I have been reading Appropriating the Weather: Vilhelm Bjerknes and The Construction of Modern Meteorology by Robert Mac Friedman.
The fourth part of this book was the beginning of the post-war meteorology environment. After World War I (though nobody would have called it that at the time – The Great War), there was no denying the importance of meteorology as it related to military advantage. Between ship disasters, air warfare, and long range ballistics, weather was important.
This part really highlighted the marriage between air travel and meteorology. When the first Transatlantic flights were conducted, the folks arrived safely by chance and by the mercy of the weather. For this to become a reliable form of transit, the meteorology would have to be understood.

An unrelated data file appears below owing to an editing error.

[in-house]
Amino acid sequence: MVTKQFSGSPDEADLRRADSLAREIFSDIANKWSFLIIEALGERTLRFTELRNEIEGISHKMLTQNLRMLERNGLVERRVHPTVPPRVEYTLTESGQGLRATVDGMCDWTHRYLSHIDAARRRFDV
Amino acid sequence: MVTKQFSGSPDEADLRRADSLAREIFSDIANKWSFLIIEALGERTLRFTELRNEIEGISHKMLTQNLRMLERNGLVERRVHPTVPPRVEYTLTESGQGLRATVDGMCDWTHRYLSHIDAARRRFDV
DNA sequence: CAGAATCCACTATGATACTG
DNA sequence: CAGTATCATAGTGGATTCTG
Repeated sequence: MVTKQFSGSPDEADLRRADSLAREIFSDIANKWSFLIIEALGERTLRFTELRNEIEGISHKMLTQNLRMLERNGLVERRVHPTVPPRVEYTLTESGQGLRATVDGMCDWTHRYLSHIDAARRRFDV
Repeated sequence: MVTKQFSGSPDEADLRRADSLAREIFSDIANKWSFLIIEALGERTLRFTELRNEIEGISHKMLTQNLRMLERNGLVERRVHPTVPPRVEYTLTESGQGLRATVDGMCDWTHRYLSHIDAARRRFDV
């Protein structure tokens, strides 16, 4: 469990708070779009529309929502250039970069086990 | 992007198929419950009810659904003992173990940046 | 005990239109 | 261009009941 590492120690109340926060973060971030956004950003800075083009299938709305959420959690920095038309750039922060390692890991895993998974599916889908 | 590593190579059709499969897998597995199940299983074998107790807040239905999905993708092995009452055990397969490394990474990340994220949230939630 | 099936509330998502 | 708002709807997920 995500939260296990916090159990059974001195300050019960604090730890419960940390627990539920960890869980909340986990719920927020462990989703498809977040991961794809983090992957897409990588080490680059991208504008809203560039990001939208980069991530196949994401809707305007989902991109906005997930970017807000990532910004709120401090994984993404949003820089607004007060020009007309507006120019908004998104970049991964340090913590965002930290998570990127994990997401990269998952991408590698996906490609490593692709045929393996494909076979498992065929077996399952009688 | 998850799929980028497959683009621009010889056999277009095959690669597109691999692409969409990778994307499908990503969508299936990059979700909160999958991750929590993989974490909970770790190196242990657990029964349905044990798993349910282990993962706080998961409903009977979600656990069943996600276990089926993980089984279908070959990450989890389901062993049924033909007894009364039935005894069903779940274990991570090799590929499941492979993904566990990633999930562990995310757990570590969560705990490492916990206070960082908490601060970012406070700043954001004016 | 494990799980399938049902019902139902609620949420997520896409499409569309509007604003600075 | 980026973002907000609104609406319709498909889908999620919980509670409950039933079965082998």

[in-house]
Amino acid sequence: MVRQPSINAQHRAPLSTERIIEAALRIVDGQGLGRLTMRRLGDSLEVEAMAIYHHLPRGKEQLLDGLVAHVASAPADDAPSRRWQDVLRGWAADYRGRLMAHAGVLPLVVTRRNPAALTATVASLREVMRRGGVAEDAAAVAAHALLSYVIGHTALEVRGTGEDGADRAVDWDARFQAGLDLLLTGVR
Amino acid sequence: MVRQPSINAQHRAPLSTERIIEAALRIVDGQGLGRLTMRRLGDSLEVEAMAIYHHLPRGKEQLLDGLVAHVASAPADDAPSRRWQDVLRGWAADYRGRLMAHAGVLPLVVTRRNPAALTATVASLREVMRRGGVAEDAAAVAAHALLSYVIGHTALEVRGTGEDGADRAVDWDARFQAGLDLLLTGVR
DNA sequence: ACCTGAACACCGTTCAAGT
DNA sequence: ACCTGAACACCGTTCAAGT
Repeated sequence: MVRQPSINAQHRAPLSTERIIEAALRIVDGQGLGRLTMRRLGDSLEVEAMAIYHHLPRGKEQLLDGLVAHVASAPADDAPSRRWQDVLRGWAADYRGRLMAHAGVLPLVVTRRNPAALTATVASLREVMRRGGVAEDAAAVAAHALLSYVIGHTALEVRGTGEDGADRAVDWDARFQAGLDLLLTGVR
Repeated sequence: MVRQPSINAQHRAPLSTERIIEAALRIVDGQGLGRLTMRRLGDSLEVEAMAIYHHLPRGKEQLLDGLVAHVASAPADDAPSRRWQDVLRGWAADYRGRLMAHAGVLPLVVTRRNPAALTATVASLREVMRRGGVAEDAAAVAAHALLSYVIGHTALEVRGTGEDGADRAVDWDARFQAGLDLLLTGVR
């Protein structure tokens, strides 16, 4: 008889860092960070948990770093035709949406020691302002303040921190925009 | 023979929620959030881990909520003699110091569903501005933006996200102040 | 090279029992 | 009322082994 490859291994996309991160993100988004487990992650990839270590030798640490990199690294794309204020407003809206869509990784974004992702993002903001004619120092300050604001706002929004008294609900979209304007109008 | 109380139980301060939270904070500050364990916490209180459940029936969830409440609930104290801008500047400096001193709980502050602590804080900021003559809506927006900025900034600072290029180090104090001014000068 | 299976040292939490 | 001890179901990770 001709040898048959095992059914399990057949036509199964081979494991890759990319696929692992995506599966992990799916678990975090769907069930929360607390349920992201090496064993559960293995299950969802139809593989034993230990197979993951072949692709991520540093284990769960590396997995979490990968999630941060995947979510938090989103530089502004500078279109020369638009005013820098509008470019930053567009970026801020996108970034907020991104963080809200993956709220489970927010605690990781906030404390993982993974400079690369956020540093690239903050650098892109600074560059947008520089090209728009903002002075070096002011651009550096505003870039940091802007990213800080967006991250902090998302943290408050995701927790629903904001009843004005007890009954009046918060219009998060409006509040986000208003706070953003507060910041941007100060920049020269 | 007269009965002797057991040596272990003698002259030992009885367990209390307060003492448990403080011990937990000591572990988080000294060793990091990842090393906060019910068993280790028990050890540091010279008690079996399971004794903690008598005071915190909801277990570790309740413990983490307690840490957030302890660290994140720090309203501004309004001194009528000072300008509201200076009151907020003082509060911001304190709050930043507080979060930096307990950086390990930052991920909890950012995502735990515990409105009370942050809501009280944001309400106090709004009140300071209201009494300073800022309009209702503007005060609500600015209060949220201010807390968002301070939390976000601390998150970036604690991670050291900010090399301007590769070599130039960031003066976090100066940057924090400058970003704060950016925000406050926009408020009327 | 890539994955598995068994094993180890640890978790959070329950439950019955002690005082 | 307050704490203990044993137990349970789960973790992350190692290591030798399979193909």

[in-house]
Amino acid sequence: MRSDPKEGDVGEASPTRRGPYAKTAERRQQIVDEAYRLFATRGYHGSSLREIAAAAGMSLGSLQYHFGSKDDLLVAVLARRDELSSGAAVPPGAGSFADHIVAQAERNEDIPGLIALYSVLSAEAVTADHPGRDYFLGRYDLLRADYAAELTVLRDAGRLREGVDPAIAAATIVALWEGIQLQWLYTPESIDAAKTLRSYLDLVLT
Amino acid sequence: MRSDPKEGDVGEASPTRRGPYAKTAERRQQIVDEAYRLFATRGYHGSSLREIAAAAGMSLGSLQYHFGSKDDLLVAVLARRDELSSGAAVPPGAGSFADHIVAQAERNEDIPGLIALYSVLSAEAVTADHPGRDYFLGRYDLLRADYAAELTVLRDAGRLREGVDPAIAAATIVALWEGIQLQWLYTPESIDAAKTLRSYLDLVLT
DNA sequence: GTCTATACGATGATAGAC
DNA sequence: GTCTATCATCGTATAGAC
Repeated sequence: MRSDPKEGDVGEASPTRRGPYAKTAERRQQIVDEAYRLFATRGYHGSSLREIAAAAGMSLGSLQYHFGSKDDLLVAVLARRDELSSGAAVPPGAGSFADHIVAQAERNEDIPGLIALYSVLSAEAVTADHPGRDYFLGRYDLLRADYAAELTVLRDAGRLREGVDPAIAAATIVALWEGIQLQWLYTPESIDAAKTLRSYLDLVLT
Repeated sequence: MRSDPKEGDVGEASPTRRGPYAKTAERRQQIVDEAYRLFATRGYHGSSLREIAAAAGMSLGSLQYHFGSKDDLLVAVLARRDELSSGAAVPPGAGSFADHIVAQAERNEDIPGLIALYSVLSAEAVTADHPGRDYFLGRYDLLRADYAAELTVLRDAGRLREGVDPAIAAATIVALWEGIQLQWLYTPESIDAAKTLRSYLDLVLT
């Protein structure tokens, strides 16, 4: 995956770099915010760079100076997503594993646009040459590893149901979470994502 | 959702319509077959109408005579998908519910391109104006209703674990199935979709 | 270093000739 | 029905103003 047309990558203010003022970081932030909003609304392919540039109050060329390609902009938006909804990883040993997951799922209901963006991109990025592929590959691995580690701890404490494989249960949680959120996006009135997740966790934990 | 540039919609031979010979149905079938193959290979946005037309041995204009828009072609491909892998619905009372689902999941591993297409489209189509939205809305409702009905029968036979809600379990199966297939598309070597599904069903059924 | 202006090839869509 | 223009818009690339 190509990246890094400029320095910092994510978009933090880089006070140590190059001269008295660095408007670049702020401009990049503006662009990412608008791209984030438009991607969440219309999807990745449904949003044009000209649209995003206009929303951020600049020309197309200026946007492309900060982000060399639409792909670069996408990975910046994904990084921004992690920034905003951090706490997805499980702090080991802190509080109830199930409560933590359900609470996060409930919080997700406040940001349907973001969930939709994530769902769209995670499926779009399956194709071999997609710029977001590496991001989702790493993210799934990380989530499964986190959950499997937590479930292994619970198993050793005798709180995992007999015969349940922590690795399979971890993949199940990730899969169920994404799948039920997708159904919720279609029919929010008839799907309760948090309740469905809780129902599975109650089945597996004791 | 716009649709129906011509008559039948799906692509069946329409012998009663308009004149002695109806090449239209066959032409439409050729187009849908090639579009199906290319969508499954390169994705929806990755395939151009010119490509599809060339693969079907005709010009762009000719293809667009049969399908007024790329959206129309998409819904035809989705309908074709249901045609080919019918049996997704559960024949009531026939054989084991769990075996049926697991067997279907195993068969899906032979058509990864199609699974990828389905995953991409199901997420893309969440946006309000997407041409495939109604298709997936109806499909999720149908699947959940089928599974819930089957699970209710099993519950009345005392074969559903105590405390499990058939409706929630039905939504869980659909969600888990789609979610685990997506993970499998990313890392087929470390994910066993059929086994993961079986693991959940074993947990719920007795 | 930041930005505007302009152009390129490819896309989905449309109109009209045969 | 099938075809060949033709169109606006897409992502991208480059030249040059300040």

Given these realizations, there was more money available for meteorology research. However, Bjerknes and his followers had a lot of convincing to do before anyone would buy into their theories about the polar front, and how discontinuities in temperature and wind shifts were important details, not to be smoothed out.
Thank you for reading my post.
Friedman, Robert Marc. Appropriating the Weather: Vilhelm Bjerknes and the Construction of a Modern Meteorology. Cornell University Press, 1989.